Air pollution, especially PM2.5 (aerosols < 2.5μm diameter), contributes to 8-10 million early deaths annually. The WHO's 2021 guidelines on PM2.5 exposure show 97.3% of people globally live beyond safe exposure levels, reducing global average life expectancy by 2.2 years. This dissertation investigates the efficacy of IoT-based low-cost sensors in delivering credible, localized pollution data and fostering public environmental advocacy. Three essays structure the exploration:
Essay 1 reviews the evolution and performance of low-cost PM sensors (from 2012-2022) and highlights the efficacy of appropriate calibration models to improve performance.
Essay 2 quantitatively assesses pre- and post-calibration performance of PurpleAir PA-II sensors, using timeseries data from sensors deployed in Santa Monica and Pittsburgh.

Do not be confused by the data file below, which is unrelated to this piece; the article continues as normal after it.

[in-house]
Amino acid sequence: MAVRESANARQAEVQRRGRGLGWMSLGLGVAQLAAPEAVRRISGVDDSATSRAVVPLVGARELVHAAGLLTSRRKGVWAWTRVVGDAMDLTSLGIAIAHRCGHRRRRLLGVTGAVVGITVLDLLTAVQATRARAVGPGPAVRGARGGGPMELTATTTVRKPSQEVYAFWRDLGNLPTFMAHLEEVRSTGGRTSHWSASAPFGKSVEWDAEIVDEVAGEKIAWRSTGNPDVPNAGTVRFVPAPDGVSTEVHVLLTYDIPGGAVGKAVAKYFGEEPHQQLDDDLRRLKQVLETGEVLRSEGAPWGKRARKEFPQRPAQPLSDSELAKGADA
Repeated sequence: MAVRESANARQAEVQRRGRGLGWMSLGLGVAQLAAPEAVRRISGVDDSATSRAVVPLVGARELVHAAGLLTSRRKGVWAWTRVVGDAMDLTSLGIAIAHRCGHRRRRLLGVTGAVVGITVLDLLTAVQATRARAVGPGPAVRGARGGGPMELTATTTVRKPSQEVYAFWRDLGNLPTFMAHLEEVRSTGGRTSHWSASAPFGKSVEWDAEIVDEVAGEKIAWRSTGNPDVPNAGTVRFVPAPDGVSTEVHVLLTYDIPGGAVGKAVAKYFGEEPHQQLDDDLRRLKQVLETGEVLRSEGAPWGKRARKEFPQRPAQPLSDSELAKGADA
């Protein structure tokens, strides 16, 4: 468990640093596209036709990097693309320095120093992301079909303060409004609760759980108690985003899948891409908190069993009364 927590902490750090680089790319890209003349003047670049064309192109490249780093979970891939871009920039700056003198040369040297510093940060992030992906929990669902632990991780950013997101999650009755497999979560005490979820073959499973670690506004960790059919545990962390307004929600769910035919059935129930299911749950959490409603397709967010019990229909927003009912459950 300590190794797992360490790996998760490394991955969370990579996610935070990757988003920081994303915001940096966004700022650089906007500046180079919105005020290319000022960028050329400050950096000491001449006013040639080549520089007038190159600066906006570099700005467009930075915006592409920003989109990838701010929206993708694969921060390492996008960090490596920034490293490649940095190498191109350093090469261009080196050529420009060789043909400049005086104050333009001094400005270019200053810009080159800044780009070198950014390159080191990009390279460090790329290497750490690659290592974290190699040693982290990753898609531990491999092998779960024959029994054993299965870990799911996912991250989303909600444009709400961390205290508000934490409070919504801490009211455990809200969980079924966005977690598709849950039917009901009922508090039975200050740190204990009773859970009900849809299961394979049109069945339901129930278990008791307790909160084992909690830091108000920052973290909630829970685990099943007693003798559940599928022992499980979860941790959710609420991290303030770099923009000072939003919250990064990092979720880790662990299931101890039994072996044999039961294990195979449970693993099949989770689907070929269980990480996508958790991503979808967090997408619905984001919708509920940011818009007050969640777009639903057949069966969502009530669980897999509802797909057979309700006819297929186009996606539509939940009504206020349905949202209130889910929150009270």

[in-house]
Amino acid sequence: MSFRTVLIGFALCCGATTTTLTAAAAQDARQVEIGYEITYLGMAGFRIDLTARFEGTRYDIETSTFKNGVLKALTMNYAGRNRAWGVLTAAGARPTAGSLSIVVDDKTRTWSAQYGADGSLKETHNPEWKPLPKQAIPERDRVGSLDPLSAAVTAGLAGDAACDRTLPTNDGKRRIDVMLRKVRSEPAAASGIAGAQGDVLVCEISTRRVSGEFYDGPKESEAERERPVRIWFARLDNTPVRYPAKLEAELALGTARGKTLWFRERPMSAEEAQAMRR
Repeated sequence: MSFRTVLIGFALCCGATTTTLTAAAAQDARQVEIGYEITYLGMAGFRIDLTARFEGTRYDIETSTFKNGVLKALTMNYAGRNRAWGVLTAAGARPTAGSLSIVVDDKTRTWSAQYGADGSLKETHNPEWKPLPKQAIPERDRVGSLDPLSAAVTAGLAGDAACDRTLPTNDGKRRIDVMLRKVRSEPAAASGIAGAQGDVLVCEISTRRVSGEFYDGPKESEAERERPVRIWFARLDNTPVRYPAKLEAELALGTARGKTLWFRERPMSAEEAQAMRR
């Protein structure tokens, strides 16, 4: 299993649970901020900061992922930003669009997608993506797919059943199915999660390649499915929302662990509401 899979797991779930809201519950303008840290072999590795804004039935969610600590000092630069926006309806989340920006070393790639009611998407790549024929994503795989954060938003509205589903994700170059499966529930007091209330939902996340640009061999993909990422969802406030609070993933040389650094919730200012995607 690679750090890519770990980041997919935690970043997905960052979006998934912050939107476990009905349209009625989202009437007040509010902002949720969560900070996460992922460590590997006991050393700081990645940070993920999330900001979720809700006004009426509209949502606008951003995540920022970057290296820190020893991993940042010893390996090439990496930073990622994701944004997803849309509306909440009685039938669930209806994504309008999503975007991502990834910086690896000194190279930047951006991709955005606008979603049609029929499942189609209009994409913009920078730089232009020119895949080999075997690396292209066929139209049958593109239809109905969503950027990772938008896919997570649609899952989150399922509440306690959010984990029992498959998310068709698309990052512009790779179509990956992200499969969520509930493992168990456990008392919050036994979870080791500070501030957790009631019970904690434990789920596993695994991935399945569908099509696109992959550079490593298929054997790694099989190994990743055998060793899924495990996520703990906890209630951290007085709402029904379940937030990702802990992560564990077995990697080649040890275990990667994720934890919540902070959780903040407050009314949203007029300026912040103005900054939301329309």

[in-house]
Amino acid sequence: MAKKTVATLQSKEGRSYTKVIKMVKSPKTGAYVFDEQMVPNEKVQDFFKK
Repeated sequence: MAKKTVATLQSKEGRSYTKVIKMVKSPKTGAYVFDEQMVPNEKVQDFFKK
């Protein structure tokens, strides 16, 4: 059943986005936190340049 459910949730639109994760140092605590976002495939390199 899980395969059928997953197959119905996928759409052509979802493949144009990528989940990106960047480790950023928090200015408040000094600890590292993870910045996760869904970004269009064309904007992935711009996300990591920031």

Essay 3 delves into the potential role of citizen science in air monitoring, spotlighting challenges and proposing guidelines based on deployment experience and surveying sensor hosts.
Collectively, these essays champion an integrated strategy for air quality monitoring, blending technology, scientific inquiry, and community engagement, with the vision of universally accessible clean air.